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Articles / Applying to College / Does an Early Decision Acceptance Require Withdrawing All Other Applications?

Dec. 3, 2019

Does an Early Decision Acceptance Require Withdrawing All Other Applications?

Does an Early Decision Acceptance Require Withdrawing All Other Applications?

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My counselor just told me that if I'm accepted at my Early Decision (ED) school that I have to withdraw my other applications. Is that true? I applied to UNC and Georgia Tech and won't hear from those until January. I'd sort of like to see them through and find out if they would have accepted me. Do I really have to withdraw the other applications? If so, how do I do it?


If you are admitted via Early DECISION (and not via Early ACTION) then you have to commit to your ED school right away. You cannot wait for verdicts from UNC and Georgia Tech. You must withdraw those applications (and any others you may have submitted) as soon as you receive an ED acceptance letter. You can do this by emailing those colleges and explaining that you are terminating your application due to an Early Decision acceptance elsewhere. As a courtesy, you can even include where you've been accepted because admission officials find it helpful to know who their "competitors" are. Make sure you get a reply that acknowledges that your withdrawal was received.

BUT ... if you also applied for financial aid at your ED college, and the amount you are offered is not sufficient, then you can appeal the aid award and keep those other applications active until your appeal is resolved. (You and your family get to decide if the aid package is suitable, even if the college folks insist that it is.) It's possible that the appeals process won't be over by the time you hear from other colleges. If that's the case, you may still have the option to say no to your ED school and enroll at one of those places, as long as the appeal hasn't yet been settled. Most appeals, however, are settled by mid-January.

If you did not apply for financial aid, and you are admitted via ED, then you need to cancel those other applications immediately. So if you're having second thoughts about making a binding ED commitment, you should contact your ED college today and ask to be switched to the Regular Decision pool. The college will want this request made in writing (email is probably fine) and may ask for confirmation from your school counselor, too. But you should get the ball rolling by telephone now, if you decide to make the switch.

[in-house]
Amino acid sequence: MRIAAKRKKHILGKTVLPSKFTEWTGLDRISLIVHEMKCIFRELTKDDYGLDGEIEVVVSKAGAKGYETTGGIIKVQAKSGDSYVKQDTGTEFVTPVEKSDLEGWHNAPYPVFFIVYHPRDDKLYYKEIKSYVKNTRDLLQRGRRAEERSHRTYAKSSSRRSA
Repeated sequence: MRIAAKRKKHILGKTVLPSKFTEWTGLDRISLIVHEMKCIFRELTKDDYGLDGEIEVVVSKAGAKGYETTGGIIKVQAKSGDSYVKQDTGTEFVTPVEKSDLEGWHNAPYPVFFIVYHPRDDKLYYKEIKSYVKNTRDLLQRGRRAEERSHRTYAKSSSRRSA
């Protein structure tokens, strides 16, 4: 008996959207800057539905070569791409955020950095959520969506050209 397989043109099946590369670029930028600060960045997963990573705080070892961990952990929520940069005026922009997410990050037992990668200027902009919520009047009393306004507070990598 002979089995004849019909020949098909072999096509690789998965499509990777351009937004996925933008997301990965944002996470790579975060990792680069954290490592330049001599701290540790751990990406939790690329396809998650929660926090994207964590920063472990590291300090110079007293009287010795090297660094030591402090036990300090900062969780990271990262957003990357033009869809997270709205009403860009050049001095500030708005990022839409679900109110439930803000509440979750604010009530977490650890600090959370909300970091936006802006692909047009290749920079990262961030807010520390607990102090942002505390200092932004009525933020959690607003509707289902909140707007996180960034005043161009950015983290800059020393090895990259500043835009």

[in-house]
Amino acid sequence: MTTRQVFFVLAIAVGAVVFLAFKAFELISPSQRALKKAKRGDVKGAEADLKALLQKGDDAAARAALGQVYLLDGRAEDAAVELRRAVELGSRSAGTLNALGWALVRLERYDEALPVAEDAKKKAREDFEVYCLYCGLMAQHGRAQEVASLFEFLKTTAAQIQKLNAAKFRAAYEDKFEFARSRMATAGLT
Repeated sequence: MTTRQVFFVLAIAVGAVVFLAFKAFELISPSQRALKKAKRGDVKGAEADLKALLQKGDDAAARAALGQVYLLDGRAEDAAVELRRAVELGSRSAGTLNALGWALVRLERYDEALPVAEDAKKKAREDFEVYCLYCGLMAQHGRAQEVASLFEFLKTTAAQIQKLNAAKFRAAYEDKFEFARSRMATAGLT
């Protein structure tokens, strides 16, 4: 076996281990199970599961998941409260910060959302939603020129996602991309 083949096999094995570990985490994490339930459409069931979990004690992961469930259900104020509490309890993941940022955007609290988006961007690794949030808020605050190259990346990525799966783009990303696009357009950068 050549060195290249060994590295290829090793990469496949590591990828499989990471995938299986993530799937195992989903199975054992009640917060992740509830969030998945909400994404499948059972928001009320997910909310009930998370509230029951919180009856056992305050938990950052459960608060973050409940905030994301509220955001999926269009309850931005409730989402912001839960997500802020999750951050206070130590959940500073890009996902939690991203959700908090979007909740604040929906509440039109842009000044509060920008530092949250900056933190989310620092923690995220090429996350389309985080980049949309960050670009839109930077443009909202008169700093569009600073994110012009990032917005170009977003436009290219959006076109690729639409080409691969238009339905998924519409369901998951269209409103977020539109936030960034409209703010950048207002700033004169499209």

Keep in mind, however, that Early Decision usually provides a significant boost in admission odds that Regular Decision does not. Nonetheless, if you're getting cold feet about attending your ED college, you should make the switch anyway. But if it's mostly a question of curiosity about potential UNC and Georgia Tech outcomes, then you will just have to live with the uncertainty, and consider them among life's many "roads not taken."

Good luck whatever you decide.

About the Ask the Dean Column

Sally Rubenstone is a veteran of the college admissions process and is the co-author of three books covering admissions. She worked as a Smith College admission counselor for 15 years and has also served as an independent college counselor, in addition to working as a senior advisor at College Confidential since 2002. If you'd like to submit a question to The Dean please email us at editorial@collegeconfidential.com.

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Sally Rubenstone

Sally Rubenstone

Sally Rubenstone knows the competitive and often convoluted college admission process inside out: From the first time the topic of college comes up at the dinner table until the last duffel bag is unloaded on a dorm room floor. She is the co-author of Panicked Parents' Guide to College Admissions; The Transfer Student's Guide to Changing Colleges and The International Student's Guide to Going to College in America. Sally has appeared on NBC's Today program and has been quoted in countless publications, including The New York Times, The Washington Post, USA Weekend, USA Today, U.S. News & World Report, Newsweek, People and Seventeen. Sally has viewed the admissions world from many angles: As a Smith College admission counselor for 15 years, an independent college counselor serving students from a wide range of backgrounds and the author of College Confidential's "Ask the Dean" column. She also taught language arts, social studies, study skills and test preparation in 10 schools, including American international schools in London, Paris, Geneva, Athens and Tel Aviv. As senior advisor to College Confidential since 2002, Sally has helped hundreds of students and parents navigate the college admissions maze. In 2008, she co-founded College Karma, a private college consulting firm, with her College Confidential colleague Dave Berry, and she continues to serve as a College Confidential advisor. Sally and her husband, Chris Petrides, became first-time parents in 1997 at the ripe-old age of 45. So Sally was nearly an official senior citizen when her son Jack began the college selection process, and when she was finally able to practice what she had preached for more than three decades.

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